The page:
Hong Kong demonstrations hit the tourist economy

Anti-extradition bill protesters walk through Sham Shui Po neighborhood in Hong Kong. (Reuters)
Updated 12 August 2019

Hong Kong demonstrations hit the tourist economy

  • A Hong Kong Tourism Board spokesperson said the number of forward bookings in August and September has “dropped significantly,” suggesting the economic toll will linger throughout the summer season

HONG KONG: Empty hotel rooms, struggling shops and even disruption at Disneyland: Months of protests in Hong Kong have taken a major toll on the city’s economy, with no end in sight.
City leader Carrie Lam has warned that the international financial hub is facing an economic crisis worse than either the 2003 SARS outbreak that paralyzed Hong Kong or the 2008 financial crisis.
“The situation this time is more severe,” she said. “In other words, the economic recovery will take a very long time.”
The private sector, in particular the tourism industry, has begun counting the cost of more than two months of demonstrations that erupted in opposition to a bill allowing extraditions to China but have morphed into a broader pro-democracy movement.
The figures are stark: Hotel occupancy rates are down “double-digit” percentages, as were visitor arrivals in July. Group tour bookings from the short-haul market have plunged up to 50 percent.
“In recent months, what has happened in Hong Kong has indeed put local people’s livelihoods as well as the economy in a worrying, or even dangerous situation,” warned Edward Yau, Hong Kong’s secretary for commerce and economic development.
The city’s tourism industry says it feels under siege.
“I think the situation is getting more and more serious,” said Jason Wong, chairman of the Travel Industry Council of Hong Kong.
The impact is so bad that travel agents are considering putting staff on unpaid leave as they try to weather the storm, he warned.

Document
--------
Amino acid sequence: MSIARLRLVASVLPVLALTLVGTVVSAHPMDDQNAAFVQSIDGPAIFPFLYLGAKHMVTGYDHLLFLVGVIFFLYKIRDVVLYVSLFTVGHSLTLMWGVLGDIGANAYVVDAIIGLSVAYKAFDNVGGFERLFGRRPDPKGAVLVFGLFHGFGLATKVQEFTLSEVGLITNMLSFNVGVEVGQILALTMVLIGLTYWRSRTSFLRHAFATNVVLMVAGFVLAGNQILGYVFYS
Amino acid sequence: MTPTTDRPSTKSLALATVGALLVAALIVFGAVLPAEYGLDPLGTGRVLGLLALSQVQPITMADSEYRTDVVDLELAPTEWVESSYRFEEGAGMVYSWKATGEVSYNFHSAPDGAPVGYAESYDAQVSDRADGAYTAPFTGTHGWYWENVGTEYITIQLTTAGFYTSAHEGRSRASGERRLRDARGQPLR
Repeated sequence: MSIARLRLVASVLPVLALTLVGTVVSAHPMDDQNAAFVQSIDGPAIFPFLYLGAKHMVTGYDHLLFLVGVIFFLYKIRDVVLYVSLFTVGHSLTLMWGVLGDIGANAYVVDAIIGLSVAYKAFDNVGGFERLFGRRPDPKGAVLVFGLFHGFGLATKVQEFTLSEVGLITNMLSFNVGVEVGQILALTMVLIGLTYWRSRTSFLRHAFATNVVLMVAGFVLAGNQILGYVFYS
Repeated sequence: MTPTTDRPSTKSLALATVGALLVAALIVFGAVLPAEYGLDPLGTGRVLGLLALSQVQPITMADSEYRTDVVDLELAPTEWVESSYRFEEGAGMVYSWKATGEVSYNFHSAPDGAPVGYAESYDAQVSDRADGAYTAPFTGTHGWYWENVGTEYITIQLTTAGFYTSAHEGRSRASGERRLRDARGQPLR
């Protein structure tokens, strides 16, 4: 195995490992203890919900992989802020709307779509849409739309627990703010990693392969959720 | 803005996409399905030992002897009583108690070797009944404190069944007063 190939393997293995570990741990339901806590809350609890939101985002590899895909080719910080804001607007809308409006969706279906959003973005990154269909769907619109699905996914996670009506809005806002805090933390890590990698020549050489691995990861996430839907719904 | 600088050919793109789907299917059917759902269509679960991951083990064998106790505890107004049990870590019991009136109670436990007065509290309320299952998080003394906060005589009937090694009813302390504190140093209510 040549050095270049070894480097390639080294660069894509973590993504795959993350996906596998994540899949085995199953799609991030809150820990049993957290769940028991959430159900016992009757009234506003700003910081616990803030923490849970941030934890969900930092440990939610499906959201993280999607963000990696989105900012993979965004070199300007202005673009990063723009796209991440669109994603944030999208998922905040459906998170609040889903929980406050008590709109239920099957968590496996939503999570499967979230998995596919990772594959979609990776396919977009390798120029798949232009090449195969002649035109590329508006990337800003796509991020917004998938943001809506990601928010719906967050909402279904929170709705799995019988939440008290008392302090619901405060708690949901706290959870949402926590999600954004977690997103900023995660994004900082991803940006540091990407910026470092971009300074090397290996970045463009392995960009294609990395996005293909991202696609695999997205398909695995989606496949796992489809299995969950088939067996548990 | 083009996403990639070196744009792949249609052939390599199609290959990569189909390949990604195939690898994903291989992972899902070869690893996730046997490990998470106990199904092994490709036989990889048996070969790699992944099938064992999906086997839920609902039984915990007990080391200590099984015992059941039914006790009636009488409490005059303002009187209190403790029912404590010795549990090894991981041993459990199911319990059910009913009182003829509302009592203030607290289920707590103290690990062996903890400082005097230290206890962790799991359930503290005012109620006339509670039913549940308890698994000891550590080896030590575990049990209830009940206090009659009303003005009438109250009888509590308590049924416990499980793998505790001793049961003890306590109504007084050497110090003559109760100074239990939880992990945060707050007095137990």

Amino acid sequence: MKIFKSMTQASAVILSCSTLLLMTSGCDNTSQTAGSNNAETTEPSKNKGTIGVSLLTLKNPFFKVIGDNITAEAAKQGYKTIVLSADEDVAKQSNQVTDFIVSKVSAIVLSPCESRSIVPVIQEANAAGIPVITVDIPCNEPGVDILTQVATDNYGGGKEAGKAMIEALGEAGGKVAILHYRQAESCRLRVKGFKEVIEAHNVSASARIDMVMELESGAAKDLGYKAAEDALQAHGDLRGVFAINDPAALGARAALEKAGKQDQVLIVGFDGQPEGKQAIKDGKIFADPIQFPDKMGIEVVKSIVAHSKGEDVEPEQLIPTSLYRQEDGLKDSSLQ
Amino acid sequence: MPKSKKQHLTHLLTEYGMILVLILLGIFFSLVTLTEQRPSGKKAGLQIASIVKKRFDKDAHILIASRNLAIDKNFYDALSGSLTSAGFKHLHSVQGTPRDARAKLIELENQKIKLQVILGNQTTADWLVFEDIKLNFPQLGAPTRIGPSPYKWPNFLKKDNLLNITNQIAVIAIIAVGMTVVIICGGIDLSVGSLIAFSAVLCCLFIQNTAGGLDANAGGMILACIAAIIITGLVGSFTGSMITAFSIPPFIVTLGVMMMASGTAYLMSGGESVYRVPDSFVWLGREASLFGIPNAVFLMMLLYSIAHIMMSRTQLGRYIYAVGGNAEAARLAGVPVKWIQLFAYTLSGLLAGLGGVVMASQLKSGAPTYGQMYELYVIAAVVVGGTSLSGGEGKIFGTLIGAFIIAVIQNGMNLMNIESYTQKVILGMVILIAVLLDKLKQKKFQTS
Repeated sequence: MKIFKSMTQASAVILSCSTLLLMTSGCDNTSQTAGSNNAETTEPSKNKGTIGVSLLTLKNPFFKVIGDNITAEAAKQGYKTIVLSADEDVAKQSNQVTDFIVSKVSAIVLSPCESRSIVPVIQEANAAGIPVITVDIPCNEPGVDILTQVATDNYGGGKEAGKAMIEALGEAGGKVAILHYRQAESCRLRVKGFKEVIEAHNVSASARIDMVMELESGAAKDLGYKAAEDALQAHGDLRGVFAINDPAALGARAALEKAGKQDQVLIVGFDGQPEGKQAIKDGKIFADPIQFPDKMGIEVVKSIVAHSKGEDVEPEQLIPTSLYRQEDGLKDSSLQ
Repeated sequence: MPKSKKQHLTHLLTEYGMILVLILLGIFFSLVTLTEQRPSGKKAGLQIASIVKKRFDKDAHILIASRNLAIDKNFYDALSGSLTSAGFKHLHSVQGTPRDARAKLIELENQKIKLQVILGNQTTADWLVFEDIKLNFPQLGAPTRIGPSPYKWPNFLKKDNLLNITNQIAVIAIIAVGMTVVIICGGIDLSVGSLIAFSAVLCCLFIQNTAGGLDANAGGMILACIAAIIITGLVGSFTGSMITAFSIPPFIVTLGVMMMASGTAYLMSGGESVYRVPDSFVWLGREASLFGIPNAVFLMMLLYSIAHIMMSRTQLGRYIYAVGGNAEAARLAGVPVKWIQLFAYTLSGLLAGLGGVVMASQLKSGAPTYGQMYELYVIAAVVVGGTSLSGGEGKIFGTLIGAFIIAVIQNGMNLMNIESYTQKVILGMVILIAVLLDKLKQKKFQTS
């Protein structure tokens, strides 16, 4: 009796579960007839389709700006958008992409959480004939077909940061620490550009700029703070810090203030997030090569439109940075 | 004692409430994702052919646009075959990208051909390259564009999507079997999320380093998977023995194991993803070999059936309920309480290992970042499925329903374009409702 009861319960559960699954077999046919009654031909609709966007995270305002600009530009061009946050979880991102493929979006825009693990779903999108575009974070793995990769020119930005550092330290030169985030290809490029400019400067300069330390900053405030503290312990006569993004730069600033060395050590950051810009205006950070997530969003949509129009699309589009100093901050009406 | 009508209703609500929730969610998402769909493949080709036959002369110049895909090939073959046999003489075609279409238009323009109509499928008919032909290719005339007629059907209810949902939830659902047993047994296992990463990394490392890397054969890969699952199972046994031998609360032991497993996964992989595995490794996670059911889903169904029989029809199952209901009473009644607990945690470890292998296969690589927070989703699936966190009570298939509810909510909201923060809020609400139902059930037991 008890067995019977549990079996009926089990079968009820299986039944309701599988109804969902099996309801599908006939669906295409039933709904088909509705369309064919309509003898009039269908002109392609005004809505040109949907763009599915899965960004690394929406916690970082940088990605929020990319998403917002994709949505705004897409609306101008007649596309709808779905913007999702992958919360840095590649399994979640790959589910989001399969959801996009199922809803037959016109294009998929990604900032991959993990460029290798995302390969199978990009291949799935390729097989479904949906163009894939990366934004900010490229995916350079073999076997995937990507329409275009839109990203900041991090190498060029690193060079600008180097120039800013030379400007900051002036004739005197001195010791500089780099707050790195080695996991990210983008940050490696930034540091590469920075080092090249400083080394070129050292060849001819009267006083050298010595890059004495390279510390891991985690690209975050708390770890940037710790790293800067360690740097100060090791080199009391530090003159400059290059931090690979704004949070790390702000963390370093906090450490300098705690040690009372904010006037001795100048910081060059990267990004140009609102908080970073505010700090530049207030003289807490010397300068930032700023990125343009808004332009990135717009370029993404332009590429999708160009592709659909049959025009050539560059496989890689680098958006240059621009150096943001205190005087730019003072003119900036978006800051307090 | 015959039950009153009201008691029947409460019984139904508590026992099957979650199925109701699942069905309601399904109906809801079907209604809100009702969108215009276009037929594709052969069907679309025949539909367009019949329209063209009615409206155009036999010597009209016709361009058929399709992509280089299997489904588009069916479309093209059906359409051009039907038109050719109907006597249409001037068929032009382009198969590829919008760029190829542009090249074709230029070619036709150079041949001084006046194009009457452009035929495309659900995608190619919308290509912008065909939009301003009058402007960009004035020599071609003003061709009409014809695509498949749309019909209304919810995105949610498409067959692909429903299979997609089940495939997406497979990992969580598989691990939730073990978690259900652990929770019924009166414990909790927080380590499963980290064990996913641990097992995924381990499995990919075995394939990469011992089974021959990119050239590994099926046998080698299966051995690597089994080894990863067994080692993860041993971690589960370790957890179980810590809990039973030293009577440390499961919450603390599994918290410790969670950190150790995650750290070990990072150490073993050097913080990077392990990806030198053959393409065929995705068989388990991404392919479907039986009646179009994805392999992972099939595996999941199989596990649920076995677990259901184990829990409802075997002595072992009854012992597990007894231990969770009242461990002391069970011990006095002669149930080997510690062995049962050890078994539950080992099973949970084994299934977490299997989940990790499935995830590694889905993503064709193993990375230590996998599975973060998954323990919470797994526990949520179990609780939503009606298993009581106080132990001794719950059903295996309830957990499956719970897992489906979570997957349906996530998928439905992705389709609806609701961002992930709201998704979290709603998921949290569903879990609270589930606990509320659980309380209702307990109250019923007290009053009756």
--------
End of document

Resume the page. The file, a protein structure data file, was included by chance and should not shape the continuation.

Images of increasingly violent clashes between masked protesters and police firing tear gas in the city’s streets have made global headlines, with protesters announcing new demonstrations throughout August as they press their demands.
A Hong Kong Tourism Board spokesperson said the number of forward bookings in August and September has “dropped significantly,” suggesting the economic toll will linger throughout the summer season.
A string of travel warnings issued by countries including the United States, Australia and Japan is likely to compound the industry’s woes.


Saudi Arabia starts selling triple-tranche dollar bonds

Updated 21 January 2020

Saudi Arabia starts selling triple-tranche dollar bonds

  • The kingdom is offering initial price guidance of around 110 basis points (bps) over US Treasuries for the seven-year paper

DUBAI: The government of Saudi Arabia started marketing on Tuesday US dollar denominated bonds split into tranches of seven, 12 and 35 years, a document showed.

The kingdom is offering initial price guidance of around 110 basis points (bps) over US Treasuries for the seven-year paper, 135 bps over the benchmark for the 12-year tranche, and 180 bps over for the 35-year.

Citigroup, Morgan Stanley and Standard Chartered are joint global coordinators and lead managers, and BNP Paribas, HSBC, JPMorgan and NCB Capital have been hired as passive lead managers.